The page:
U.K. Lawmakers Say Banks `Urgently' Need Brexit Standstill Deal

  • Chair Falkner calls for a binding agreement by year end
  • Says no transition deal could see ‘flood’ of firms relocating

The U.K. risks a “flood” of financial firms departing the country if it fails to reach a binding agreement on a lengthy transition period for Brexit by the end of the year, according to the chair of an influential House of Lords committee.

“The clock is relentlessly ticking,” said Kishwer Falkner, who oversees the European Union financial affairs sub-committee. “Witness after witness told us that financial services industry won’t be able to continue servicing cross-border clients after 2019 if a transition period is not agreed by the end of this year.”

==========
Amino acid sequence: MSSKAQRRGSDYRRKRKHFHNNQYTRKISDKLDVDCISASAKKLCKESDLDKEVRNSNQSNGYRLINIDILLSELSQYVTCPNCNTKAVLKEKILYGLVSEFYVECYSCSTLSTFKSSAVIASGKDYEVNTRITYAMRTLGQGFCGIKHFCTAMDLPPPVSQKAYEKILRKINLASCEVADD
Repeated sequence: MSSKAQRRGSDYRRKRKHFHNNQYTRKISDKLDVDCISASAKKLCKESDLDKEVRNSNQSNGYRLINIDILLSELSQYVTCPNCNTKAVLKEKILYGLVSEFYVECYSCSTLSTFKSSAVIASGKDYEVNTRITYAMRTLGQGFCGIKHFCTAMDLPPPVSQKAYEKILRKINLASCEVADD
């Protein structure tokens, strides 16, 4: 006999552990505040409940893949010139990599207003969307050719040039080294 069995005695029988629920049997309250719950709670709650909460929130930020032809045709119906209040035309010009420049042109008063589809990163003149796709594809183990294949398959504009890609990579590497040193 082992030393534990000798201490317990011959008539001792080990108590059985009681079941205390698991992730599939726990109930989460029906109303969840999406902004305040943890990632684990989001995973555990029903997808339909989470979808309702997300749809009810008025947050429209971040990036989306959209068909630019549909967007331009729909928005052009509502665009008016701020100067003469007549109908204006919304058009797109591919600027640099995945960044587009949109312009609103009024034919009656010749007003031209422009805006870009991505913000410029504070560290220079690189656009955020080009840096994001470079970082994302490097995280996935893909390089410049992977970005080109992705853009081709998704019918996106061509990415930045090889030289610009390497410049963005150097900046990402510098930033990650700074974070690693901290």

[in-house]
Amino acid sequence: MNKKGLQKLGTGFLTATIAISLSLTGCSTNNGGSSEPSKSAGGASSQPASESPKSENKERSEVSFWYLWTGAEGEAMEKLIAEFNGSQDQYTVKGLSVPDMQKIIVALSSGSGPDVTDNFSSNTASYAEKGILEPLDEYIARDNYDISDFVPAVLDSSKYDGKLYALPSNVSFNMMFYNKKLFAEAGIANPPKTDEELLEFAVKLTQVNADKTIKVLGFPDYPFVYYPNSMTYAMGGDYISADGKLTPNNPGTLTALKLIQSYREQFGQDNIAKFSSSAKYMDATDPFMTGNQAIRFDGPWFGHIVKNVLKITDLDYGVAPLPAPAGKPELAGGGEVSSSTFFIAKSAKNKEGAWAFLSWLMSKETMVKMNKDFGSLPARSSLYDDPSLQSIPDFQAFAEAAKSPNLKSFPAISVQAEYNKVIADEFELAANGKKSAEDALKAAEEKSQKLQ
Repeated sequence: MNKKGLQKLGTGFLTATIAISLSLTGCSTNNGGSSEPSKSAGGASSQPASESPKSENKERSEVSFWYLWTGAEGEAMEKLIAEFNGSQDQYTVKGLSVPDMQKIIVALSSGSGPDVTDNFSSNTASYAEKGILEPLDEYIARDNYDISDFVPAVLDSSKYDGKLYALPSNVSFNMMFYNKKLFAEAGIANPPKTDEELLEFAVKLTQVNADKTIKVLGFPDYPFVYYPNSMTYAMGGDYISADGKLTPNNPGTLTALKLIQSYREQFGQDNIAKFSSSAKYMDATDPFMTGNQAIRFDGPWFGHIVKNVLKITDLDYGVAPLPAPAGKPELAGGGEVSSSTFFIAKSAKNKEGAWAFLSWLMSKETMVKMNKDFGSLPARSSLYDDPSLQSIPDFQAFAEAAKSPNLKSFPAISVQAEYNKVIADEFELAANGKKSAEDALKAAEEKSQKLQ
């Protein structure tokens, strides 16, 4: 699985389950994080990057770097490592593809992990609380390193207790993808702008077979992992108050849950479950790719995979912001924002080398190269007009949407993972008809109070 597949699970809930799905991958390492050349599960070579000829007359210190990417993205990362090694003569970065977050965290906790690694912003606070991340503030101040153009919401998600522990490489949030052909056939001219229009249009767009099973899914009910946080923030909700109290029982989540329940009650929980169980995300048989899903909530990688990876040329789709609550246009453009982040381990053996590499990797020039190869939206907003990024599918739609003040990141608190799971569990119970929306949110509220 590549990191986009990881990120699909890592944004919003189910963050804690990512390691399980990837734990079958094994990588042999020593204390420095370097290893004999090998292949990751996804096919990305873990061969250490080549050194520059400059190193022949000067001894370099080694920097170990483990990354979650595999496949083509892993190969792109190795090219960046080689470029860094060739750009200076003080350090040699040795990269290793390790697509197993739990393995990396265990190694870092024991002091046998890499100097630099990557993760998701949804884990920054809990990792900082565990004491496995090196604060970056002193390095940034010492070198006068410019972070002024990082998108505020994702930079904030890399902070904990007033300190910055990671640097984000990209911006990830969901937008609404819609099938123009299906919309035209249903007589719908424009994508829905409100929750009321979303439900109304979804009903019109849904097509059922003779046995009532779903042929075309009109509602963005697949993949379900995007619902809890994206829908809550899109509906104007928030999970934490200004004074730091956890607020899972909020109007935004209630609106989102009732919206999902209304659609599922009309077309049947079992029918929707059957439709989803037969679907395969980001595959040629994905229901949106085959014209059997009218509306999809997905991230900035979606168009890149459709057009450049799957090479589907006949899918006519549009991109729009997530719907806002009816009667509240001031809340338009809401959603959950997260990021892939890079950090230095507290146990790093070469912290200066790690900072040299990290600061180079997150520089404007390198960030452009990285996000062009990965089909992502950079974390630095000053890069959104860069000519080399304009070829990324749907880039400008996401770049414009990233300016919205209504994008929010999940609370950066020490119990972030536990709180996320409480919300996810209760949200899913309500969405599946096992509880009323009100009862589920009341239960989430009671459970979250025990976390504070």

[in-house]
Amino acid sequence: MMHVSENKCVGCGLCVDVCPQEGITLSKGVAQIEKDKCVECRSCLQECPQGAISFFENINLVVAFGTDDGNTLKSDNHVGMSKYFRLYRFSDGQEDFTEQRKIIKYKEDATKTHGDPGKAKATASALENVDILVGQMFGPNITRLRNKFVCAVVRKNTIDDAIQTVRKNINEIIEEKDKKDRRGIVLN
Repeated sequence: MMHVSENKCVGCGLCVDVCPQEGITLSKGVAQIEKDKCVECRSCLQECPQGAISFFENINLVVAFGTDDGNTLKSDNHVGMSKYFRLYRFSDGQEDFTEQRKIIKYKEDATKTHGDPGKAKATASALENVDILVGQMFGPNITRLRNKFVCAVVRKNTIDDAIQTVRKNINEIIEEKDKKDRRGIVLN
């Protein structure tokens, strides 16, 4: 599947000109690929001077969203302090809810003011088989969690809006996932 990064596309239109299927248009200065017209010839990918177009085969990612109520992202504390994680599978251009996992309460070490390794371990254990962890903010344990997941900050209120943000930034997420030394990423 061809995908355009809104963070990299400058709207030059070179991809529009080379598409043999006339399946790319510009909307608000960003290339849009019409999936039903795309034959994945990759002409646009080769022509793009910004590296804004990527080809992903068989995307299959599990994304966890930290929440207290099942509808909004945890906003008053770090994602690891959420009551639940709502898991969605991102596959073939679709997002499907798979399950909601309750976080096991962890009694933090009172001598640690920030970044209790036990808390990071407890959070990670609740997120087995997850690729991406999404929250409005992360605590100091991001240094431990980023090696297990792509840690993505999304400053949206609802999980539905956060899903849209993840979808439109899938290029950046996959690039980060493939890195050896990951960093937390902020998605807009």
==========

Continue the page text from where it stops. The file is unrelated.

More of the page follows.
Prime Minister Theresa May wants to get what she calls an implementation period in place, but the two sides haven’t even started talking about how the arrangement might work as Brexit talks are still deadlocked over the divorce bill. The government is hoping for an agreement in the first quarter, but it hasn’t set out clearly yet exactly how it wants it to operate. Banks aren’t waiting around and a few have already applied to EU regulators for permits, signed leases on new offices and will soon start moving employees out of London.

“The more the government waits, the more the value of such a period irreversibly declines," Falkner said in a emailed statement. "The government must urgently negotiate a transition period to stop this trickle turning into a flood.”

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